Results from a recent phase II study published in the Journal of Clinical Oncology showed that a combination of ipilimumab and nivolumab (already approved for the treatment of kidney cancer) doubles the response rates from 20% to 40%. These results are unprecedented and lead to responses that last beyond 2 years.

The multicentre trial involved 100 patients, and half of the patients in the study had metastases that had grown while they were on previous therapy.

“For this group of patients, these are very significant results,” said lead researcher Dr Hans Hammers, Associate Professor of Internal Medicine, University of Texas Southwestern Medical Center.

The results of a pivotal phase III trial, which has now completed recruitment of patients, are awaited. Should the results of the phase II study be repeated in the larger phase III trial, it could lead to a new standard of care for kidney cancer patients, said Dr. Hammers.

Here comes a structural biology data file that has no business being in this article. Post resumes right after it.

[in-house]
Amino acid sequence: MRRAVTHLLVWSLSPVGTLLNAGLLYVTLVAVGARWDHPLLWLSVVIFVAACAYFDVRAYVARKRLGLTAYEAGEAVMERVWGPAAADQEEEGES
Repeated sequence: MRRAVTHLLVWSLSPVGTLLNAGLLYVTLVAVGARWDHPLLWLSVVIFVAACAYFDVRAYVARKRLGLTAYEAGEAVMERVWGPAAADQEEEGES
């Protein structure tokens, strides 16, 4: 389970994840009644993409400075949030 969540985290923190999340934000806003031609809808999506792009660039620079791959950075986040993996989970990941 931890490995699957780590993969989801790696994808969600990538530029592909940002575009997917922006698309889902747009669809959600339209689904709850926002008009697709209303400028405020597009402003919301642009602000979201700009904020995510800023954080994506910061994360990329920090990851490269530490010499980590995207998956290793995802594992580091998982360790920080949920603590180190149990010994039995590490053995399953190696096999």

However, activation of the immune system with immunotherapy drugs can lead to serious immune-related adverse events, requiring potent anti-inflammatory drugs. “While side effects of immunotherapy can be significant, they are typically reversible, and unlike current therapies, don’t significantly dampen patients’ daily quality of life,” said Dr. Hammers.

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